This past Halloween, New York Modular Society invaded The East Village Playhouse for one hell of a show! Sounds of Horror!
NYMS members Dysonant, Jon Bohm (one half of Saddle Up the Robots), DJ Cherishtheluv, Crew Called Self, This Digital Landscape and Ben The Glorious Bastard took the stage for a night of bleeps, bloops and frights. I had the opportunity to virtually sit down with each of the performers and ask a few question about their individual modular philosophies and performance setups.
This week’s interview will be with This Digital Landscape. Be sure to check out his Instagram to see what else he has going on.
This Digital Landscape
Modular synths seem to be a pretty specific niche. What draws you into modular vs. standard synths or other options?
Limitations. I went down the Ableton road for many years, but found the endless options of plug-ins, VSTs, and overall laptop-based experience to be a hindrance in the studio and performing. The modular environment is incredibly rewarding when you dive into your modules completely and use them to their fullest capacity. Fortunately I enjoy reading manuals and taking notes from YouTube demo videos.
Why do you choose to perform live on what can potentially be a fairly complicated setup?
I suppose the complicated is a relative term in this scenario. Performing with modular is much simpler and requires less to more than the Ableton and MIDI rigs I have performed with in the past.
How long have you been playing on modular?
I started performing and compiling tunes for a release in late 2018, but I started studying and building my system in 2016.
What do you find to be the most challenging aspect of modular synths?
Deciding how much interaction I want with the system during a particular piece. My recorded work tends to be more generative while my live pieces feature heavy tactile interaction to influence various points of the patch. Landscape’s All-Flesh pads, Ears, and René are the conduit for those gestures.
What type of music (non-modular) do you find inspirational? Artists and/or genres.
This various seasonally, but right now I have Skee Mask, Surkid, and the Patch CV records on heavy rotation. Really anything from ModularField, Markus has great taste.
Can you name a module that inspires you the most?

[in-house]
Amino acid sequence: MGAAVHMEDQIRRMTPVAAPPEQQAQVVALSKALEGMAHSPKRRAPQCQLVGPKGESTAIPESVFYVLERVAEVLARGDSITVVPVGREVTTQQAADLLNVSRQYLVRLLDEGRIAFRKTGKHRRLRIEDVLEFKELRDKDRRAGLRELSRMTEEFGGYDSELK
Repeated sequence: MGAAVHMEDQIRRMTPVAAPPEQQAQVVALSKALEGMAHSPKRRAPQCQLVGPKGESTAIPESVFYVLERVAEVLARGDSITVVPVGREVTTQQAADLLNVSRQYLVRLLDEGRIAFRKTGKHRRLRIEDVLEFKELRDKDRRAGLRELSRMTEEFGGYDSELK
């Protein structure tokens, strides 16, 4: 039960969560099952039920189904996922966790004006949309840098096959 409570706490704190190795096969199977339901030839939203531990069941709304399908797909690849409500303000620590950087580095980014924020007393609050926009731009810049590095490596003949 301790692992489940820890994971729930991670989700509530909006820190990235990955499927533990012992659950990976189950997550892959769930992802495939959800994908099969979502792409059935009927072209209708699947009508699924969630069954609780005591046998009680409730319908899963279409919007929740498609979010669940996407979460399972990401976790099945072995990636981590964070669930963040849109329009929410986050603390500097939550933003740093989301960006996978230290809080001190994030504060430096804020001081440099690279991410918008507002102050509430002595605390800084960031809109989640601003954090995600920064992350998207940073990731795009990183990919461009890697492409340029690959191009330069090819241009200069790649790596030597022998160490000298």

The Moog Mother 32 is an endless source of inspiration for me. I programmed a couple banks worth of various sequences that are tuned with the 4 banks in René. I can easily recall a sequence and it plays nicely with the rest of the system.
What was the first module you purchased/acquired?
I started with the Pittsburgh System 10+ and a Make Noise René
What was the last module you purchased/acquired?
Currently awaiting the arrival of an Endorphin.es Milky Way.
Currently, what is your favorite module?
Maths forever and always, to the moon and back. I try to utilize it last when putting together a patch to add crazy modulation that evolves over time.
How do you prioritize musicality vs. the “weirdness” that modular offers? For example, are there times when you abandon harmony in favor of weird and interesting patches and vice versa?
Musicality is the foundation for the pieces I create with the system. I approach patching like a composition. Introducing various elements in order to develop a theme, and then vary upon that theme. The modular approach makes theme variation mesmerizing. I love putting together a generative patch and letting to morph and evolve while I get to sit back and behold.
Can you give a brief “rig rundown” or “patch notes” from your Halloween performance?
My halloween patch consisted of three movements. The first movement is a setting the scene/opening theme piece that begins with a Rucci Maximal Drone through a Moog Drive and Chorus pedal. The resulting chord is pretty disgusting and unsettling which is a nod to all of the classic opening scenes of all my favorite Horror films. The Moog Mother 32 comes in with arpeggiated melody and heavy lofi delay.
The second movement is a derivative of the title tracks from my debut EP “The Face You Wear // Is Not Your Own”. I call this patch the “One Button HandPan” and it is primarily Rings, sequenced by René which is receiving X CLK movement from me tapping on Ears. This patch felt like something that you would hear at a séance in the desert in an attempt to conjure up something dark and ancient.
The third and final movement is a driving patch which a nasty, pulsing bassline from the PGH Synth Box running through a heavily modulated Warps. The Mother 32 introduces another arpeggiated melody derived from the opening theme. I imagined this in some super-stylized, neon-drenched, ultra-violent fight scene from deep-space Hell. Throughout the set the Mother 32’s Assign out is sending and LFO out, but the reset hits at varying times.
Lastly, how would you describe your Halloween performance to someone unfamiliar with this crazy modular world we live in?
In a modular system, as in life, moments are unique in and of themselves. A charge, turn, or push causes catastrophic reactions that disappear as quickly as they came. A modular system makes recreating performances nearly impossible, resulting in a unique performance each time it is interacted with. These tracks are a collection of moments captured within the modular system.
Thanks This Digital Landscape!! Nice to learn about what makes your modular mindset tick…and I can’t wait to hear your next performance!